WASHINGTON — The U.S. Department of Transportation has launched an internal review of the National Highway Traffic Safety Administration following criticism of the agency and its handling of the recalls of millions of cars with potentially defective airbags made by supplier Takata Corp.
"NHTSA has been aggressive in responding to the situation related to defective airbags," said White House spokesman Josh Earnest in a media briefing on Monday. "And they have sought to move forward aggressively to protect the American people once they had data to indicate that action was needed.
"There have been some issues that have cropped up around the announcement of the safety advisory last week, and the Department of Transportation review that has commenced is the right step to make sure that everyone is focused on learning from this situation and strengthening the response."
NHTSA last week issued an urgent warning to consumers about the potential danger of the defect and advised them to get the cars fixed as quickly as possible. The recall involves 7.8 million airbags by 10 automakers.
Earnest would not answer whether the White House asked for the DOT review.
The defective Takata airbags may explode metal pieces at vehicle occupants, leading to severe injuries. The potentially defective airbags have been linked to as many as four deaths.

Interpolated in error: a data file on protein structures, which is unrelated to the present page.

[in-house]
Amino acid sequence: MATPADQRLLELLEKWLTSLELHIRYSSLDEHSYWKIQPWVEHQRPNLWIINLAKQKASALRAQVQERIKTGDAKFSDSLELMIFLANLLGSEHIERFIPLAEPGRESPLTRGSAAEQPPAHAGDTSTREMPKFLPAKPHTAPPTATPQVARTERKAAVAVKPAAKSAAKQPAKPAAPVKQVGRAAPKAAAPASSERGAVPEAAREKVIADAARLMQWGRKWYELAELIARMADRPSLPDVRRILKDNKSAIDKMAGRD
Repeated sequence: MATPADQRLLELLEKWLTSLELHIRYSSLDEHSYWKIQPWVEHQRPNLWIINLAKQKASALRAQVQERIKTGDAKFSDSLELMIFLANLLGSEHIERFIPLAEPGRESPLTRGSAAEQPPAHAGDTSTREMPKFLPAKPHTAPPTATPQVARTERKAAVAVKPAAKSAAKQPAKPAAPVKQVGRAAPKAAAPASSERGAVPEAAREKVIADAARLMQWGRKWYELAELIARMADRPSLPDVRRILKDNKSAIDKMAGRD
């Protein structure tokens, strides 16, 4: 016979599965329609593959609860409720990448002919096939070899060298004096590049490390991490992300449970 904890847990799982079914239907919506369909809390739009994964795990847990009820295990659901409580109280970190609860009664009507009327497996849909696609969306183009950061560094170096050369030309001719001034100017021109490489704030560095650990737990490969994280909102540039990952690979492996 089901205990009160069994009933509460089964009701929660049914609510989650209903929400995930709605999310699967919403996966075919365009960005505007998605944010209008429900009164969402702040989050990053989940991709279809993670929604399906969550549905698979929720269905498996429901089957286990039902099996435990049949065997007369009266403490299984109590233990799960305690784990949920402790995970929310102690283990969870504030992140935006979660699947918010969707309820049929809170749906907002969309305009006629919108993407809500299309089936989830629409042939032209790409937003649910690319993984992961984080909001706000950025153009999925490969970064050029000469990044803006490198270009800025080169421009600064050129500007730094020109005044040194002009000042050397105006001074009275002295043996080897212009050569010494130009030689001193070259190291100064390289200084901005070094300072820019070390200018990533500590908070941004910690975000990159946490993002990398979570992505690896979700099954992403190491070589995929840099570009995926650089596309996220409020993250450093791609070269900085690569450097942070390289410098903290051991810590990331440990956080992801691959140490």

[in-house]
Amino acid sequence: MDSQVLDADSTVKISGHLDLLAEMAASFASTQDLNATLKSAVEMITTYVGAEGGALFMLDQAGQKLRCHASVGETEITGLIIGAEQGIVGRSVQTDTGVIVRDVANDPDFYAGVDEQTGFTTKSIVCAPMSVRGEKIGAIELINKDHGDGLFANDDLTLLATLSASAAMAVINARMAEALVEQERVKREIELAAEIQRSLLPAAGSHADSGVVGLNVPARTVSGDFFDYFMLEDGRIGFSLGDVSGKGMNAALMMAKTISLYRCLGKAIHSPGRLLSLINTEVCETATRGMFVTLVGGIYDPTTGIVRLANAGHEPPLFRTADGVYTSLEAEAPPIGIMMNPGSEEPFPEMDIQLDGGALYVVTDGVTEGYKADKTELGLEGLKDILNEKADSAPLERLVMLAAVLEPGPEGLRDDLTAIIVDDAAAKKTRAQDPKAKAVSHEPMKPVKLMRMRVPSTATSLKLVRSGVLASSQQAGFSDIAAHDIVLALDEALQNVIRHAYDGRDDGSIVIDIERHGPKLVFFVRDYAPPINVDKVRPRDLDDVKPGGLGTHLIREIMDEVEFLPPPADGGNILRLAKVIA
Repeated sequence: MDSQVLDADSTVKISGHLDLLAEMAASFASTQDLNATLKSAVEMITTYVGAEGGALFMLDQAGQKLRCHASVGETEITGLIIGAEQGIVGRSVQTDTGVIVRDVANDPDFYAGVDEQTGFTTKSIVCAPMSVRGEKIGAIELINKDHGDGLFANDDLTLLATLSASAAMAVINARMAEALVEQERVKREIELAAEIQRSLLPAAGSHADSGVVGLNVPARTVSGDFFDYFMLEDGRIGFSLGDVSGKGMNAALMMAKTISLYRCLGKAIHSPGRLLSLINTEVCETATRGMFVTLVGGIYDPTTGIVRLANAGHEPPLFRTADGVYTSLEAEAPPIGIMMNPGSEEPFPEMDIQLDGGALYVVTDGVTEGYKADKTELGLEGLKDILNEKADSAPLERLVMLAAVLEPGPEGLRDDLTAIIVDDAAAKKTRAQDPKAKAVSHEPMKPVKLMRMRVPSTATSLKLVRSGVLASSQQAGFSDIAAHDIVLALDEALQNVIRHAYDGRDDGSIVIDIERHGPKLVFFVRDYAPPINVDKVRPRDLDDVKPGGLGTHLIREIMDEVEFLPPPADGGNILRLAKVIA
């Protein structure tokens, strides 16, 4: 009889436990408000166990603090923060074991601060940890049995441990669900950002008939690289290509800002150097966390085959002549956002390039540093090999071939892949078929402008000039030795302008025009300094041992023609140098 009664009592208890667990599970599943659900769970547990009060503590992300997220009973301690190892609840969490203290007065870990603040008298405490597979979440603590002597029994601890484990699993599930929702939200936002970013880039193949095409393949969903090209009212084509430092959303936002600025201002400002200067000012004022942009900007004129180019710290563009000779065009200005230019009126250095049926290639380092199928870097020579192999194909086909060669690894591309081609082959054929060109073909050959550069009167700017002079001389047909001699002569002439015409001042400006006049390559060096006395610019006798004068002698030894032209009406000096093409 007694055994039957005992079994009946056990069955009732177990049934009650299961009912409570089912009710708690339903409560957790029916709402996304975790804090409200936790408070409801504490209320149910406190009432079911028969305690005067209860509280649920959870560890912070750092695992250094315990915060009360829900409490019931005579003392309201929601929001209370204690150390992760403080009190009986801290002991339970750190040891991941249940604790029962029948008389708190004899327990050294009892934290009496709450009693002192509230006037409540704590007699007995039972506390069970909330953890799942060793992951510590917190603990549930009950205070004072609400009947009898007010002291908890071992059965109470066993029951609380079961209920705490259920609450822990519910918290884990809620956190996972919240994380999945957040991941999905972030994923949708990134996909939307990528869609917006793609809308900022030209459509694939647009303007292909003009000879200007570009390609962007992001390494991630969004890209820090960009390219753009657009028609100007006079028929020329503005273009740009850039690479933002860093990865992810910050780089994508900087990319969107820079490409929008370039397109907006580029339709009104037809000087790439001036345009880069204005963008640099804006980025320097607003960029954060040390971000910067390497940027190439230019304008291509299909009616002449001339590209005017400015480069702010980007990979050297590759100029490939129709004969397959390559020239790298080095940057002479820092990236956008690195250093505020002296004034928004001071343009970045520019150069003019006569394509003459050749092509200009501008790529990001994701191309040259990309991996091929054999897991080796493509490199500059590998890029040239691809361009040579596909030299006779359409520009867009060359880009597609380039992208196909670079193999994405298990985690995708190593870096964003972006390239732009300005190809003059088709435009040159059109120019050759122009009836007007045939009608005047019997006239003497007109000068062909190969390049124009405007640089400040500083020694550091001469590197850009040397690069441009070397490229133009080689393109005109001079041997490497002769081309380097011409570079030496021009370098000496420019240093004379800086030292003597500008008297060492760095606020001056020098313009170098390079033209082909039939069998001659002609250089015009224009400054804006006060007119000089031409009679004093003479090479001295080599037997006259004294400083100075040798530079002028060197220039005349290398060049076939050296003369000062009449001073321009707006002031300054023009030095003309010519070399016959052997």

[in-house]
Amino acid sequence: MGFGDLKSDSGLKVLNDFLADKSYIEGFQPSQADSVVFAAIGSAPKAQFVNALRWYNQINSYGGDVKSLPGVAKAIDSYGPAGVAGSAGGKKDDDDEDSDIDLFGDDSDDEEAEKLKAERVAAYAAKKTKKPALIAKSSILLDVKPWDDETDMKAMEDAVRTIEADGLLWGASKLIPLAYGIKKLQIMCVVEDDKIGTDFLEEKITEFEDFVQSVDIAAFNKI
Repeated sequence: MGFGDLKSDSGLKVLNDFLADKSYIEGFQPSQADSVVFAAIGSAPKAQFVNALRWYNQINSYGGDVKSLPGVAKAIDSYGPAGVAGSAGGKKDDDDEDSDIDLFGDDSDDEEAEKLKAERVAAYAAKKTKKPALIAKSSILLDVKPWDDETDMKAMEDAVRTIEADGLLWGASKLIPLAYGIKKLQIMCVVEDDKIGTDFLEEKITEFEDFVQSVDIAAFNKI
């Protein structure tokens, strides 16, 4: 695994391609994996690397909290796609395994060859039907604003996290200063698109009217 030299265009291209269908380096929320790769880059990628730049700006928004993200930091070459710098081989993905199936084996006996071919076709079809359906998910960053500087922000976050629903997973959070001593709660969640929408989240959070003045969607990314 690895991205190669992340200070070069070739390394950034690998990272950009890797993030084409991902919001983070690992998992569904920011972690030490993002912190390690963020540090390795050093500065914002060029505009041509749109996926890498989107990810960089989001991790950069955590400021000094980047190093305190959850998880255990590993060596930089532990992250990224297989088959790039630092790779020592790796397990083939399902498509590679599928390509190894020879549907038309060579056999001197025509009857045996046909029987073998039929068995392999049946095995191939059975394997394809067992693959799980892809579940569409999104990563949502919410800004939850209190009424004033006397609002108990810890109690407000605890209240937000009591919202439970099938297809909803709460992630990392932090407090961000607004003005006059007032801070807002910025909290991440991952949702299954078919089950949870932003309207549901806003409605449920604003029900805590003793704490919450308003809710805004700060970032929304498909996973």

The U.S. House Energy and Commerce Committee is expected to meet with automakers affected by the airbag recalls this week.
U.S. Rep. Fred Upton, a Michigan Republican and committee chairman, said: "Mistakes have been made by both companies and regulators."
"As the agency holds automakers accountable, it needs to hold itself to the same — if not a higher — standard as those it regulates," he said in a statement. "NHTSA must be willing to learn from the failures of the past so we can improve safety. This can begin with the naming of a new NHTSA chief — a critically important safety post that remains vacant to this day."
David Friedman is the acting chief of NHTSA.
A nominee for the post is expected to be named soon.
Edmunds says: Consumers may get some answers about how and why NHTSA mishandled the Takata recalls as the agency comes under greater scrutiny.